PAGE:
How Likely Are Builders to Adopt Building Systems?

Filed in Committees and Councils, Education by on September 22, 2020 1 Comment

Building systems have been a tenured history, but despite touting benefits such as decreased time, labor and materials, builders generally have been slow to incorporate them into their businesses.

Home Innovation Research Labs has been tracking the adoption of offsite housing in new single-family homes and multifamily projects for the past 20 years. The multifamily market has more readily incorporated offsite building methods than the single-family market, with a noticeable uptick in both in recent years. But even with this growth, as well as an increase in the number of concrete-framed homes, building systems still comprise only a sliver of the housing market.

So what are the barriers to more widespread adoption?

A survey by Home Innovations Research Labs last week points to uncertainty as a predominant factor among builders who are leaning away from offsite construction.

“There is a high degree of uncertainty in home building right now,” shared Ed Hudson, MBA, director of Market Research at Home Innovation Research Labs. “Construction times are lengthening, supply chains have been disrupted, and labor supplies are less reliable than they had been in the past. With all that uncertainty, introducing offsite would be another big uncertainty to add to their business.”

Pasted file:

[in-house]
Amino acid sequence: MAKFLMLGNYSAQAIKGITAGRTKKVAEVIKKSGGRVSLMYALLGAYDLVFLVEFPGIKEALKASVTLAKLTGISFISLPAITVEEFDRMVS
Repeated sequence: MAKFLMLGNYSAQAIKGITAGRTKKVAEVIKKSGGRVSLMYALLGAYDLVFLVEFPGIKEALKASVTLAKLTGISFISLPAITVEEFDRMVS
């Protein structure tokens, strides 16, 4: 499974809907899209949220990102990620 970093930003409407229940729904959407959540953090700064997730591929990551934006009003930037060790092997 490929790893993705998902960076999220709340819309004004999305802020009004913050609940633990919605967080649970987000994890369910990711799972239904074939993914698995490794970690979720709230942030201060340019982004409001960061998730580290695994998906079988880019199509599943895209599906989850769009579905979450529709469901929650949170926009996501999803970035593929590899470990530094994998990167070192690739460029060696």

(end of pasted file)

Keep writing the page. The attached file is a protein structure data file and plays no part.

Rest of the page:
Last week’s survey incorporated three additional questions related to COVID-19 and how the impact of the pandemic on builders’ operations may have altered their attitudes about offsite. The majority — 72% — responded that their attitudes had not changed, while 9% said the current environment had caused them to lean away from offsite construction. Those whose attitudes leaned more favorably to offsite construction represented 19% of respondents.

Among the top reasons builders are responding more favorably to offsite construction in the wake of the pandemic include:

  • Utilizing factory-built components should make it easier to practice social distancing on the job site.
  • Reduced contact with builders, suppliers and vendors, and distancing of trade contractors on site reduces risks.
  • The new building environment is more complex, which could be resolved with the more predictable process of offsite construction.
  • As lumber and other supplies diminish and materials prices increase, offsite construction offers an opportunity to bring some cost control back to the industry.

Hudson will present the full findings of the survey, as well as comparisons to historical data and comparable surveys in 2020 and 2019, as part of the Building Systems Week webinar series to highlight trends in the industry. Register today for Builder Attitudes Towards Systems Built Construction on Sept. 24 at 2 p.m. ET to learn more.

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  1. What seems to be missing in the conversation is the social distancing that occurs in a factory setting (or not) in contrast with a “Build In Place method where the air is clean and open to UV protection. Strong reason why 80% of homes are Built In Place in the US and will likely grow.

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